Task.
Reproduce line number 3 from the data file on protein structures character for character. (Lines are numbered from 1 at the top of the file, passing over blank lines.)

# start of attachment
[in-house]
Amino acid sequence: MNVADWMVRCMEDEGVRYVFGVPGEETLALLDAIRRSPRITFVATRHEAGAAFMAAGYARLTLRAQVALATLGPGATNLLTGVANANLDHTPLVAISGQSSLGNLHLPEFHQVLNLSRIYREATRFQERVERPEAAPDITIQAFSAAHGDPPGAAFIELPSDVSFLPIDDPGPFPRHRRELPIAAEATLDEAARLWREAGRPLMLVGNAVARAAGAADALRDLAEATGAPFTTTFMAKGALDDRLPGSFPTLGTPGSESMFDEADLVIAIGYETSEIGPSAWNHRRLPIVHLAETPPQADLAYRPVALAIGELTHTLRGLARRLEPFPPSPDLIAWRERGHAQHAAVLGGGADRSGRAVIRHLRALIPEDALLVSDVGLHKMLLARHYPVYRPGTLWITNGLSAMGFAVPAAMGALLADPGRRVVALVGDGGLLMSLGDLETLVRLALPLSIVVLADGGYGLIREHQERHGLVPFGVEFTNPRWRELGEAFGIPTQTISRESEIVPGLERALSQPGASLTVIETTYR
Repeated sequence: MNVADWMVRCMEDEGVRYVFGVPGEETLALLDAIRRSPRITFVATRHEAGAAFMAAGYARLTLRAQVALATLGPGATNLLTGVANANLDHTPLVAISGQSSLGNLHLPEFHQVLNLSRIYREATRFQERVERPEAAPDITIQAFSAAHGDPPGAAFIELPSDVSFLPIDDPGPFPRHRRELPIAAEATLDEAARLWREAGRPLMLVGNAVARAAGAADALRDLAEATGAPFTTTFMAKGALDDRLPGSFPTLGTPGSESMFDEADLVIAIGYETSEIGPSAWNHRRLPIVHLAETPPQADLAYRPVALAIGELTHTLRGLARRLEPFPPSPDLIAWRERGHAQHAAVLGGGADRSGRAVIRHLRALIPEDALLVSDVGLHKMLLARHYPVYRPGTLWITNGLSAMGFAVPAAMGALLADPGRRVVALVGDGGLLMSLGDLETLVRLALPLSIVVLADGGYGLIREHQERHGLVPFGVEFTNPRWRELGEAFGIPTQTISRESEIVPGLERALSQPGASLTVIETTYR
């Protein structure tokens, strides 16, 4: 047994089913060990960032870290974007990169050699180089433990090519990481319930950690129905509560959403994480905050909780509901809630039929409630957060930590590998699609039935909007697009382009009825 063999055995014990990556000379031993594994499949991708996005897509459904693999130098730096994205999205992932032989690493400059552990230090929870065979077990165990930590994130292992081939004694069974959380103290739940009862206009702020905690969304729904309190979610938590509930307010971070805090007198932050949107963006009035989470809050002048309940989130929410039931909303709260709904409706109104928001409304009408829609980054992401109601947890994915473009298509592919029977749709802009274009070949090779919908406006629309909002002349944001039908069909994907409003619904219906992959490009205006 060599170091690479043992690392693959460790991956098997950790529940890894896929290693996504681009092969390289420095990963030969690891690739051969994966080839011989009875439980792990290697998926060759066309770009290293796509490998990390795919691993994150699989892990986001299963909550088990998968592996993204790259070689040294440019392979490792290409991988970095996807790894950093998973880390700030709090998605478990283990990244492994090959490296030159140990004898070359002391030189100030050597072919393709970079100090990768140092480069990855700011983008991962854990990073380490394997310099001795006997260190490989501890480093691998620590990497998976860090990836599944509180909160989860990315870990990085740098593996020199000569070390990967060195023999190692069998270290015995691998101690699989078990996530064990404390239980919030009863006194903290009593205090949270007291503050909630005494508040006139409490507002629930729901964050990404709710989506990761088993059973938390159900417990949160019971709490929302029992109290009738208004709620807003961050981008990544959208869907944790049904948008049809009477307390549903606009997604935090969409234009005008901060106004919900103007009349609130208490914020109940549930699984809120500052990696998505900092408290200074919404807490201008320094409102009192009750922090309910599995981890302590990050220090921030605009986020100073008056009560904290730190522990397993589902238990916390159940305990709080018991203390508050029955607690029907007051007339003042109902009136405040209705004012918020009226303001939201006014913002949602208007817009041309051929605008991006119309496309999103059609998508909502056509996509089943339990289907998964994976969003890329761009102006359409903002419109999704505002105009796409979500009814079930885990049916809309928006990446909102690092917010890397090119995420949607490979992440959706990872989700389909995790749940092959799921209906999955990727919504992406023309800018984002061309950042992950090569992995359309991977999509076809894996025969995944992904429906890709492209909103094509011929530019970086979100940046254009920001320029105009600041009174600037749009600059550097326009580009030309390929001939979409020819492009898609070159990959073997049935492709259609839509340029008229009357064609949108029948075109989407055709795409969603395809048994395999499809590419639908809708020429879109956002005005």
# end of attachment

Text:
Repeated sequence: MNVADWMVRCMEDEGVRYVFGVPGEETLALLDAIRRSPRITFVATRHEAGAAFMAAGYARLTLRAQVALATLGPGATNLLTGVANANLDHTPLVAISGQSSLGNLHLPEFHQVLNLSRIYREATRFQERVERPEAAPDITIQAFSAAHGDPPGAAFIELPSDVSFLPIDDPGPFPRHRRELPIAAEATLDEAARLWREAGRPLMLVGNAVARAAGAADALRDLAEATGAPFTTTFMAKGALDDRLPGSFPTLGTPGSESMFDEADLVIAIGYETSEIGPSAWNHRRLPIVHLAETPPQADLAYRPVALAIGELTHTLRGLARRLEPFPPSPDLIAWRERGHAQHAAVLGGGADRSGRAVIRHLRALIPEDALLVSDVGLHKMLLARHYPVYRPGTLWITNGLSAMGFAVPAAMGALLADPGRRVVALVGDGGLLMSLGDLETLVRLALPLSIVVLADGGYGLIREHQERHGLVPFGVEFTNPRWRELGEAFGIPTQTISRESEIVPGLERALSQPGASLTVIETTYR